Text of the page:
As part of India's LGBTQ history, the Kerala Street festival features men and transgenders in traditional women's clothes, dancing, and celebrating third-gender's roles in Hindu ancient mythology and traditions.
As part of India’s LGBTQ history, the Kerala Street festival features men and transgenders in traditional women’s clothes, dancing, and celebrating third-gender’s roles in Hindu ancient mythology and traditions.

Slow Progress in Rural and Remote Areas

Away from modernity, city lights, skyscrapers, world-class technology, and social media, rural communities tend to hold on to conventional ways of doing things. They don’t easily part with old customs, conventions, and, sadly, at times, even barbaric cultural practices. Inflexible traditions and rigid belief systems diminish the lives and happiness of those in the LGBTQ community living in rural and remote India. Many remain closeted about their sexuality, fearing what could happen to them. Others succumb to arranged heterosexual marriages under pressure from their families. Without acceptance in rural societies, people in same-sex relationships may not even find safety within their own families.

Some who have come out to their families must endure conversion or corrective ‘therapy,’ which many still falsely believe can convert one’s sexual orientation and make them straight. Held in mental institution-like facilities, ‘patients’ undergo brutal treatments and are pumped with medication. They often suffer horrible side effects since they didn’t require any medication in the first place. Conversion ‘therapies’ can veer into outright violence, especially for women whose families order rape as a corrective measure for being lesbians.

Besides ‘therapy,’ some communities turn to intervention by a spiritual or religious leader. In one such case, a gay son who had just come out to his family challenged them to have the spiritual man make the family gay and then convert them back to heterosexual if this was how things worked. Fortunately for him, this argument brought clarity to the family, who then dedicated themselves to learning as much as they could to support and understand him better. Unfortunately, not everyone is so lucky.

Another barbaric practice committed against unconventional sexual orientation in rural communities is honor killing, an ancient savage practice still occurring primarily in South Asia and some Middle Eastern countries. Honor killings are murders of (usually female) family members considered to have brought dishonor or shame to their family name. Honor killings are performed with brutal methods by close family members in cases involving pre-marital sex, adultery, or inter-caste marriages. They inflict the practice against those who come out as non-heterosexual. It’s hard to believe many families would rather kill than have a gay, queer, lesbian, or transgender child. This murderous act violates India’s law, International Human Rights laws, and the Amnesty International agreement. However, the kangaroo courts in villages, known as Khap Panchayats, are a law unto themselves. They often ignore honor killings and continue to seal the fate of many LGBTQ people in rural India by upholding patriarchal norms and caste biases.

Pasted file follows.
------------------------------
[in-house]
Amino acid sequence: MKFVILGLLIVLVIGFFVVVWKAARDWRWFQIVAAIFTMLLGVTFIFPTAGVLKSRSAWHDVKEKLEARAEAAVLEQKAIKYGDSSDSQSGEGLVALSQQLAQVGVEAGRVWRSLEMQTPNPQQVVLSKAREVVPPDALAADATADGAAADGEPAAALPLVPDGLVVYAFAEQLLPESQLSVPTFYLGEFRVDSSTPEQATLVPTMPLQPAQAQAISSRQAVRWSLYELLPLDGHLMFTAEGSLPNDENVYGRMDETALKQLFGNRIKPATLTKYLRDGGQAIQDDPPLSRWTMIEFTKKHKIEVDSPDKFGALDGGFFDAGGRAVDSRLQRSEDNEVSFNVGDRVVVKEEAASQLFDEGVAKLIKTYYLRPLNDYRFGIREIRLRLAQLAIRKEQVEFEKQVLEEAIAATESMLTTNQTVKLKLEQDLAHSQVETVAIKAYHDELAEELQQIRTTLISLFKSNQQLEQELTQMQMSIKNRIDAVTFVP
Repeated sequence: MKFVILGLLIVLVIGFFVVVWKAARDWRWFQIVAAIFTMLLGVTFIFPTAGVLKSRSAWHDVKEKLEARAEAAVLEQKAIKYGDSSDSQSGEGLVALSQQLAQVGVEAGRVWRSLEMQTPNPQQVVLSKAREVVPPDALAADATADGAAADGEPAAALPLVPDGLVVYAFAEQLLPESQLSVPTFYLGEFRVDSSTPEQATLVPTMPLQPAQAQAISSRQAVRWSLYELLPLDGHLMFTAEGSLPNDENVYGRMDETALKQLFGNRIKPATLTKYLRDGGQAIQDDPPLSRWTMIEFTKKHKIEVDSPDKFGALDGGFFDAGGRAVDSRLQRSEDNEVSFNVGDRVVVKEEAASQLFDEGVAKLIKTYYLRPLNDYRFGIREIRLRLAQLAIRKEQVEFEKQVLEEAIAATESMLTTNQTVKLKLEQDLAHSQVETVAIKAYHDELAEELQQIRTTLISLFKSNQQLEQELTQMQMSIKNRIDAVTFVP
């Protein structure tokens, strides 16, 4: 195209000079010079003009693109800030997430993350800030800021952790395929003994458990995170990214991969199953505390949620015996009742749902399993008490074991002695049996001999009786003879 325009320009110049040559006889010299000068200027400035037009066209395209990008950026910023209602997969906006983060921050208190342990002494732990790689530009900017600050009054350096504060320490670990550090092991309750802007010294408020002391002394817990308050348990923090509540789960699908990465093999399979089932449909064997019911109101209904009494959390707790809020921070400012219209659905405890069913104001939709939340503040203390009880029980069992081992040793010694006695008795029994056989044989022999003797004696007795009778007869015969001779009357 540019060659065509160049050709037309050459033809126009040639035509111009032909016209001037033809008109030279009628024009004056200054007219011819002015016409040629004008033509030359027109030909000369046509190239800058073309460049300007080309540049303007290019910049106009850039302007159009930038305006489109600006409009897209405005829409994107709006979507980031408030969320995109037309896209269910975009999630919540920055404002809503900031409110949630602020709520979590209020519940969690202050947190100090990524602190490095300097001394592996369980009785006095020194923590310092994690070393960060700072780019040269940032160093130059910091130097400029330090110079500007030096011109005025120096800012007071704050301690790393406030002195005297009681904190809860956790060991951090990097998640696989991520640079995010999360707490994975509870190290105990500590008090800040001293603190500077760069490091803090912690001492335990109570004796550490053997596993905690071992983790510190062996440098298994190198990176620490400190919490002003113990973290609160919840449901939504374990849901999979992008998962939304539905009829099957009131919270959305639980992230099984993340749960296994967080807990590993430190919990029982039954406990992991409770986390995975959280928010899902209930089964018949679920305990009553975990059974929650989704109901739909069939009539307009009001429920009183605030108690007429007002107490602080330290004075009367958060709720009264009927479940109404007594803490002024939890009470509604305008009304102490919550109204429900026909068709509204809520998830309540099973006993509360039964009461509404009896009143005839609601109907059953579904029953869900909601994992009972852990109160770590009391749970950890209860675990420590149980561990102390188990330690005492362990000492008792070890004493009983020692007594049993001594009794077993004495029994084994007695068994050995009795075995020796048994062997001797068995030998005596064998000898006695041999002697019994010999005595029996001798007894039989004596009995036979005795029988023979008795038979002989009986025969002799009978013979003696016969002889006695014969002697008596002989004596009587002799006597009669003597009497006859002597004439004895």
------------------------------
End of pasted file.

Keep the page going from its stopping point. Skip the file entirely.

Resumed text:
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The Next Step for LGTBQ Rights

As India’s LGBTQ community eagerly awaits the legalization of marriage equality, it is worth noting that in a world with 195 countries, only about 30 nations recognize same-sex marriage. Many are still very hostile towards individuals who don’t fit the conventional mold of sexuality and intimate relationships. Just as “the journey of a thousand miles begins with a single step,” meaningful change takes time. On a more hopeful note, a recent poll by the Pew Research Center found that 63% of Indians support same-sex marriage.

It’s also worth noting that legalization will not instantly stop LGBTQ abuse. Hate crimes against LGBTQ people still occur regularly in the West, where homosexuality and same-sex marriage are legally protected.

Nevertheless, legalizing same-sex marriage is an opportunity for India to improve life for 130 million Indians and send a message to the region and the world. Will President Biden put a bug in the ear of Prime Minister Modi as they stroll around the White House rose garden? And will it make any difference if he does?

Edited by Michael Moss